The exhibition presents a glamorized horror of polarities under the umbrella phrase ‘memento mori’. It is a macabre take on capitalism and mass production, a carnival or fun fair where you can go, see some cabinets of curiosities, and animals brought to ‘life’. Then, in the shop at the end of your journey through this anatomy lesson, you can buy a token of your personal Hirst to take home. It’s a consumerist vicious circle, where viewers are also potential customers. The exhibition features art and its value through an iconography of the new faith in wealth and luxury.
Hirst is a sort of Dr Frankenstein, who discovers a secret for animating lifeless matter and by assembling different parts he creates what, as he claims, represents the physicality and materiality of death. Through unorthodox art and scientific-like activities he produces tableau vivants. These are attractive works, juxtaposing commodity fetishism, Pop, Minimalist and Conceptual strains but are they really part of a critical discourse? Aren’t they just playful?
Art, religion, science, market and money – these are subjects of Hirst’s works and at the same time these are the works themselves. Hirst produces spectacular objects that provide an immediate effect. The audience consumes pristine marketable commodities with such familiar imagery as to be nearly surreal. The artist is grappling with reality that surrounds him.
Through the staging of medicine cabinets, he reveals a contemporary pathology of consumption, stupefaction and anaesthetization of the senses. Have people become so accustomed to horrific images of dead bodies that they are now completely immune to them? The works incite emotional responses more than ideas. The clinical directness and a lack of feeling suggest a loss of boundaries between life and death but also between ethical issues. The imagery is so provoking no one pays attention to details: for example, the construction of boxes and vitrines, in which Hirst has encased dead bodies, or the specific medicines purposefully displayed in the cabinets.
This exhibition allows us to see Hirst’s works beyond their well-known photographic images from numerous catalogues or the Internet. Beyond walking in between dead cows and decaying butterflies, or what’s left of them, it is worthwhile looking at and through the imagery, exploring whether it is real (diamonds used for the skull) or fake (diamonds on the shelves). Hirst shows things that seem to be easy to understand when they are not. He provokes the audience to be more than just passive spectators. At the same time, one is not allowed to intervene or participate. One can queue first to buy the ticket, then to enter the exhibition and then to come into the rooms and to admire but not to touch or get involved. It is consumption for its own sake; no need, just want.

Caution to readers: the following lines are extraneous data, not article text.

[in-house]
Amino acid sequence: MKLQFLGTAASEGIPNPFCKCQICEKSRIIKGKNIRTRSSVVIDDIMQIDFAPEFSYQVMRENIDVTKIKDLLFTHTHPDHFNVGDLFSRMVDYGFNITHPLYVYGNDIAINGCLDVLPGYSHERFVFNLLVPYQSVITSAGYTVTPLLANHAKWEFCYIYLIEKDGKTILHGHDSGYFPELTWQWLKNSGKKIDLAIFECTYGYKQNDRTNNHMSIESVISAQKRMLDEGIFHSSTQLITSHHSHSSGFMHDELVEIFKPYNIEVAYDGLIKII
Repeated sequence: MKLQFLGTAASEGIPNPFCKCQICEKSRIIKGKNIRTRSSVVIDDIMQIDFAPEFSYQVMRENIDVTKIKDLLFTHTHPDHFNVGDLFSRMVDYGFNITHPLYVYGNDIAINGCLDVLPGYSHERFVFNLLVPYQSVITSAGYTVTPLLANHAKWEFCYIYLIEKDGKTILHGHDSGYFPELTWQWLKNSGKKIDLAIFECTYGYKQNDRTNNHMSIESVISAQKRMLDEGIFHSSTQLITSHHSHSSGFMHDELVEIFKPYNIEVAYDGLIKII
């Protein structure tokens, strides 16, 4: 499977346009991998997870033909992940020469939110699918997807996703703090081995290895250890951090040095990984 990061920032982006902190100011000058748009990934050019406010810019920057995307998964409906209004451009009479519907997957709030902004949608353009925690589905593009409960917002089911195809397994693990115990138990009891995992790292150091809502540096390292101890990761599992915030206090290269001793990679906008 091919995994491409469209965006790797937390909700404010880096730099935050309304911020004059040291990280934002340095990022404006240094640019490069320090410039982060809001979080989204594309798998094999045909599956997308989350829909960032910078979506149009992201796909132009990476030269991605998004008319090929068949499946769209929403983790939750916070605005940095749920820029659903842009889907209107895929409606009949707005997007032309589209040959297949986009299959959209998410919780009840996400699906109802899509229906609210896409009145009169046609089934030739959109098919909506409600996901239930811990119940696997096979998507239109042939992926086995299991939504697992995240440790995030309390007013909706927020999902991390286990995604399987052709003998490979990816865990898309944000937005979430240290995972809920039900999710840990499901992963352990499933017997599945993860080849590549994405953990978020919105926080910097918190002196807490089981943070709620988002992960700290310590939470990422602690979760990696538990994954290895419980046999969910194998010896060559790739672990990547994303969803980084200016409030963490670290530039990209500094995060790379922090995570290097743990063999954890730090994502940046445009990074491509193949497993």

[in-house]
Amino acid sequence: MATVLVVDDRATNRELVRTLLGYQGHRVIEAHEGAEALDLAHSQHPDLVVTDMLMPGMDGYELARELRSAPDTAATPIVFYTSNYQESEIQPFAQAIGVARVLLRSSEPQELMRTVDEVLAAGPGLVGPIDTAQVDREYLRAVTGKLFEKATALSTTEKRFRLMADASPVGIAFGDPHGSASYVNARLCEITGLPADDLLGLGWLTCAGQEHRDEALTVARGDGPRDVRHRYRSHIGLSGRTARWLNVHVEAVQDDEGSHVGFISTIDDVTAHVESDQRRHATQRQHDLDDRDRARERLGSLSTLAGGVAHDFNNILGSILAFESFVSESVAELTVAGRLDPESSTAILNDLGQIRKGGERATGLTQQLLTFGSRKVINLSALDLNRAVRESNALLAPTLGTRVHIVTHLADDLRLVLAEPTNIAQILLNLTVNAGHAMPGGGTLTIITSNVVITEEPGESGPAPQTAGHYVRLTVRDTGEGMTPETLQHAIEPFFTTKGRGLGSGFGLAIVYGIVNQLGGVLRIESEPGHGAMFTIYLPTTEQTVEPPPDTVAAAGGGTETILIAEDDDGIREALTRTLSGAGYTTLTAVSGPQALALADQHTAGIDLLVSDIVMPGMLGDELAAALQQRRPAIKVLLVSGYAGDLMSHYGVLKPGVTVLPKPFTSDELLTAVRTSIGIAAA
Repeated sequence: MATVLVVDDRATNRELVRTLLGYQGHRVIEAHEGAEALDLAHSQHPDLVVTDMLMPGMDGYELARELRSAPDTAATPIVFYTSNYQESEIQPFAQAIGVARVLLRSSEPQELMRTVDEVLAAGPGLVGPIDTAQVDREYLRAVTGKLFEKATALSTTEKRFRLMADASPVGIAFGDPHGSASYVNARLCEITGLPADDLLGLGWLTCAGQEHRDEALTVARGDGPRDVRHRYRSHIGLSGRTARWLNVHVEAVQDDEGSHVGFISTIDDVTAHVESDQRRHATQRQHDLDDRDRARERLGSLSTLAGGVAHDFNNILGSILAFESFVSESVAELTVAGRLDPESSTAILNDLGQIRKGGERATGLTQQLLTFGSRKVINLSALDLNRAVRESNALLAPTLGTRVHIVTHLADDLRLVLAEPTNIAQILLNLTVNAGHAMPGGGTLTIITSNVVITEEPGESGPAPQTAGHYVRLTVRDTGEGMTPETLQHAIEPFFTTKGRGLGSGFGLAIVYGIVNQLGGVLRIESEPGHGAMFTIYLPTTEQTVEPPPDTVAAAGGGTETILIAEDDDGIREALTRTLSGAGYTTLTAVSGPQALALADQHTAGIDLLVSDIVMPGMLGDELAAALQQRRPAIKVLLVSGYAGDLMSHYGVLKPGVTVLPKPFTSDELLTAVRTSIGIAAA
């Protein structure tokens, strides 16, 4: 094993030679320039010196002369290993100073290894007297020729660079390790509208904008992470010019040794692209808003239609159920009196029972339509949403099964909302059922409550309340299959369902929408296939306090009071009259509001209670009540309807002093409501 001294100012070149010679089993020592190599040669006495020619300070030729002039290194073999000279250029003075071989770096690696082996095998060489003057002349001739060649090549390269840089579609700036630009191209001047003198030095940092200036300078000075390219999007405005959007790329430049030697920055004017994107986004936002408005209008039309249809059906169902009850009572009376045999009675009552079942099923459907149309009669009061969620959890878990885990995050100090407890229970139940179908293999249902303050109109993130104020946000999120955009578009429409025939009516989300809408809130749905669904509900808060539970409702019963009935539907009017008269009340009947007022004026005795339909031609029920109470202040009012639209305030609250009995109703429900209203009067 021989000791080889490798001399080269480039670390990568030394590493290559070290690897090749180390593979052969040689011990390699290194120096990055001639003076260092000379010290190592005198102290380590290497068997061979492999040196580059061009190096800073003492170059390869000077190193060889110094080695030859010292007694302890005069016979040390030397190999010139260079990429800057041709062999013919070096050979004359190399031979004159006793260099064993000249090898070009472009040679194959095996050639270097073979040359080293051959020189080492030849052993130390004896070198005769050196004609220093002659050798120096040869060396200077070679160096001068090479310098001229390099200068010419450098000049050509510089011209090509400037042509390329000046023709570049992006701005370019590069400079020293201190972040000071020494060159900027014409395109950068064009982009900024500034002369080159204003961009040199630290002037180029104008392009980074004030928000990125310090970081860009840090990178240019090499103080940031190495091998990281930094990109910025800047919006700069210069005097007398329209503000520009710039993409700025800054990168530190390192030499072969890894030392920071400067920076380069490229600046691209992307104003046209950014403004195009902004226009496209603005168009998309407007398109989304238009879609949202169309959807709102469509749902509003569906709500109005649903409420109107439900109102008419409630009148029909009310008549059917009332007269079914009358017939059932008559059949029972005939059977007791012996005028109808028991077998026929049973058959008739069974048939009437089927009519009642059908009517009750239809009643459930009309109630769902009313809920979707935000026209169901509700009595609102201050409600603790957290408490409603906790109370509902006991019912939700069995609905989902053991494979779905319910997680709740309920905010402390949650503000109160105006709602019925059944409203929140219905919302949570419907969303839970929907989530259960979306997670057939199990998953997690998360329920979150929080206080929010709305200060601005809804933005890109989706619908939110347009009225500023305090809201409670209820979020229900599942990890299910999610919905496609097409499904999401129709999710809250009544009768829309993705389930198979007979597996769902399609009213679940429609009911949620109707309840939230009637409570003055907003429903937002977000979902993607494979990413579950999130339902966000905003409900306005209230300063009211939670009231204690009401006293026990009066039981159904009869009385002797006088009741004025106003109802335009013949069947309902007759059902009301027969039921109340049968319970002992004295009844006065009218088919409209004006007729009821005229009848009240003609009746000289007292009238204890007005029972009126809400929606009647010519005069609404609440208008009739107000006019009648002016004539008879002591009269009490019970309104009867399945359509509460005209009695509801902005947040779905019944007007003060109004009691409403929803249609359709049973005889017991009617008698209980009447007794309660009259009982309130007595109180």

Both the exhibition and the catalogue give a fascinating insight into Hirst’s cabinets of curiosities with objects for the consumption of the curious gaze of the spectator. They are a theatrically staged authenticity. It seems so is the blockbuster retrospective. Hirst first created containers as picture frames, then room-sized installations changing the scale of his works and now he has extended his containers to the whole Tate Modern, where the viewers are inside this boxed display of production and consumption. He says putting a box around something is like stealing a space for his sculptures. He has now created a museum display or perhaps even a cabinet of curiosities, where everything is staged, artificial, cool, unreal or hyperreal and emotionless. It is also shocking in a way that the exhibition seems to be yet another artwork, this time inviting an unconscious audience to reflect upon institutional critique.
Damien Hirst edited by Ann Gallagher, Tate Publishing 2012. 224 pp., 140 colour illus. ISBN 978184976010
Media credit: Photographed by Prudence Cuming Associates. © Damien Hirst and Science Ltd. All rights reserved. DACS 2012.